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Bile Acid Malabsorption: Major Unrecognized Cause of Diarrhea in Cancer Patients

Results from a recent study show that weak bile acid absorption leads to chronic diarrhea among cancer patients.

Results from a recent study show that weak bile acid absorption leads to chronic diarrhea among cancer patients.

Led by Jervoise Andreyev, MD, PhD, consultant gastroenterologist at the Royal Marsden Hospital, the study’s primary goal was to provide the foundation for a more focused approach to manage complaints of diarrhea in cancer patients. It included a total of 506 patients afflicted with diarrhea and various cancers, over a 4-year time frame. Results showed that 43% of patients had bile acid malabsorption (BAM), which alluded to a potential opportunity to improve quality of life in these patients.

The patients suffering from chronic diarrhea were tested with selenium homocholic acid taurine (SeHCAT), a radiolabeled bile acid analog readily measured with a gamma camera without the necessity of stool samples. The study noted the BAM rates were especiallyincreased in patients with cancers surrounding the upper pelvis.

Results indicated that among urologic conditions, BAM was more common in patients with bladder cancer (50%) than in patients with prostate cancer (22%). Similar BAM rates were found in tumors involving the endometrium (42%) relative to vulvovaginal tissues (less than 20%). Also, for gastrointestinal cancers, BAM was identified more frequently in those with disease s afflicting the lower tract (50%) than the upper (35%).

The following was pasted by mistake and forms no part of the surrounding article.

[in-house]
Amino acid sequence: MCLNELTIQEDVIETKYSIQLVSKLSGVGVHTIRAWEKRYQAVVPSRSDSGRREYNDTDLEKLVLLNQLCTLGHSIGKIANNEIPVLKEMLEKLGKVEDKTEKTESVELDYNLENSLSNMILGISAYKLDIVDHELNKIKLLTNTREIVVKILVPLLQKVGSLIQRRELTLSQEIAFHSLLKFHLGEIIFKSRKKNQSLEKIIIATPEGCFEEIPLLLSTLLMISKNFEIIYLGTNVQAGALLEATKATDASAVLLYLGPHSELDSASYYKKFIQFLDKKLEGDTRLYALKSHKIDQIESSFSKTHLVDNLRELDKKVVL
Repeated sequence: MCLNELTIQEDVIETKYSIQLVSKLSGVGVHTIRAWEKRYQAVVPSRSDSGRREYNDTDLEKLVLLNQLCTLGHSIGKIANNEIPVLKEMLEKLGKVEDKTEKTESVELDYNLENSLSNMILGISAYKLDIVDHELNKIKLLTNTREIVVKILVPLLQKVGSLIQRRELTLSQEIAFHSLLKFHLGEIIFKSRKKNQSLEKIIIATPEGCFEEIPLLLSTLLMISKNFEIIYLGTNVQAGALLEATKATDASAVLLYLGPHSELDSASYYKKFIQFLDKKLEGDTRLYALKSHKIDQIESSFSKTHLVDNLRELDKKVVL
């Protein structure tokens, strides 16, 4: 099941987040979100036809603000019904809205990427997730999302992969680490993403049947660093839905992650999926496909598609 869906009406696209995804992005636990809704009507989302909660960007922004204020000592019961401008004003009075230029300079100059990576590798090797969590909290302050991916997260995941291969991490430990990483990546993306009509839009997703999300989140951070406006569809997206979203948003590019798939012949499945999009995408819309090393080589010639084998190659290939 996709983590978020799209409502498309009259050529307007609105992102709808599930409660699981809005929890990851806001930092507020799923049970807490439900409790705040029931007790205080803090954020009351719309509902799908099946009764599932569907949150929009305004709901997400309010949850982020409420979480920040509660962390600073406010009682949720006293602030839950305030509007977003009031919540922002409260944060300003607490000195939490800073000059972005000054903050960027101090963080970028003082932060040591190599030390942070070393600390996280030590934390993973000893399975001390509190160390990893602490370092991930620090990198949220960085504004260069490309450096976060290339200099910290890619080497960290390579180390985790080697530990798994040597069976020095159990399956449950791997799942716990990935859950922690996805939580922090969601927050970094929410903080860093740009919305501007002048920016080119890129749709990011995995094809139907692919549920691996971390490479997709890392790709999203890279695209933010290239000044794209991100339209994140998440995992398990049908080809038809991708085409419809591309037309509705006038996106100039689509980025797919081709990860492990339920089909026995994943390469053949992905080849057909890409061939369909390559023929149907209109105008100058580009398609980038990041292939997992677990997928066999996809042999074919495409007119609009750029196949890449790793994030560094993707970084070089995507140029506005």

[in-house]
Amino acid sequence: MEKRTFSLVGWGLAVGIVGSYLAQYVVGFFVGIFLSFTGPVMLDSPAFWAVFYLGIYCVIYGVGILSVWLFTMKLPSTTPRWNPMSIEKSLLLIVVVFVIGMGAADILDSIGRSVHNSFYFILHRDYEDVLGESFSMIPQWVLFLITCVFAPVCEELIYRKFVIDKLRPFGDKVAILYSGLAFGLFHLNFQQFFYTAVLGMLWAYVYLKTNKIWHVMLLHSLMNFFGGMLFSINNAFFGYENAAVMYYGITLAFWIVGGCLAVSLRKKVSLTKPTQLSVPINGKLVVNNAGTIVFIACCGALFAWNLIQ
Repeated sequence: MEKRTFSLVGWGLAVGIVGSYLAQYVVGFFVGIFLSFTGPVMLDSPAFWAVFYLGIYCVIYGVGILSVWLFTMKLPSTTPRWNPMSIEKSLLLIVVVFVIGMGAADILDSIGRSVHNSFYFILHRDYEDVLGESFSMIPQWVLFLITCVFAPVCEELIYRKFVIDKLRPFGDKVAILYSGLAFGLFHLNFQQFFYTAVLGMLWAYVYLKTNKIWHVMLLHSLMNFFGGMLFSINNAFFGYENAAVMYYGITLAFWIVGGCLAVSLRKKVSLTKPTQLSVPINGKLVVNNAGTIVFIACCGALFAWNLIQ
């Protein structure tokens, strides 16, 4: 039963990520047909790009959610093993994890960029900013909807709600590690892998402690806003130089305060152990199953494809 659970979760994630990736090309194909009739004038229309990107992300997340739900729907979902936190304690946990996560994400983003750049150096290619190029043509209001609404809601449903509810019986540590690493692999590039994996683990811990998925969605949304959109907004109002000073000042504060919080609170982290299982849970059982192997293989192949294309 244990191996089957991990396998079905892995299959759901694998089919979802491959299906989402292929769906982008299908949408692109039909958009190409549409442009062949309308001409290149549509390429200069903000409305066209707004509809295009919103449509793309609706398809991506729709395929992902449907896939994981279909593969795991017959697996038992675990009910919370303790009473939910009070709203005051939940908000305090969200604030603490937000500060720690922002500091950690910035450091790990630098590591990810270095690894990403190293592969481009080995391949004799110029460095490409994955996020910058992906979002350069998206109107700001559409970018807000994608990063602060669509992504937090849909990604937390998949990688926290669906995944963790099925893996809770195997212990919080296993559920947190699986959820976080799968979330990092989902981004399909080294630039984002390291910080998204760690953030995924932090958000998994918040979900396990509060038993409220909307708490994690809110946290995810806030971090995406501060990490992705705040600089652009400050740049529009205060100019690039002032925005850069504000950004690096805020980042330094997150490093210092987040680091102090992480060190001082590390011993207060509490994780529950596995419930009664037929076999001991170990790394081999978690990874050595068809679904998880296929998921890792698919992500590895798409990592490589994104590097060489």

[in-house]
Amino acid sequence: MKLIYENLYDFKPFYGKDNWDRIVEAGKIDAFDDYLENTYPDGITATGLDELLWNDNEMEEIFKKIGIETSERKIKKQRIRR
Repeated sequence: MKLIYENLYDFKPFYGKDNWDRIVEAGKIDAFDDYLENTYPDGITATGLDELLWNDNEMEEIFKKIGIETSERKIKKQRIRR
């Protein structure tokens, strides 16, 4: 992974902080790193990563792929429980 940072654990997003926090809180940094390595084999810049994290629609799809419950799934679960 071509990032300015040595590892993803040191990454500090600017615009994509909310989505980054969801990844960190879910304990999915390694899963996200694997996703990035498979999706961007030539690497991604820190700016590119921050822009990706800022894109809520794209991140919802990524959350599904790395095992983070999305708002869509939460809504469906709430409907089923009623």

Frank Phillips, MD, a trainee gastroenterologist at the Royal Marsden Hospital, in London, England, said, “Control of BAM to relieve chronic diarrhea improves quality of life and can prevent interruptions in cancer therapy.”

Experts had commented on the limited availability of diagnostic tests for BAM, which poses an issue for patients with cancer-related diarrhea. However, it had been deemed the best option considering the currentvoid in choices. It was suggested that a response to bile acid sequestrants could be considered “supportive evidence” for BAM as a cause of diarrhea afflicted patients.

Additionally, according to John K. DiBaise, MD, professor of medicine in the Division of Gastroenterology and Hepatology at Mayo Clinic, in Scottsdale, AZ,“Use of bile acid sequestrants is often poorly tolerated and the response variable. I find it difficult to strongly recommend this strategy without a definitive diagnosis or at least a very high index of suspicion.”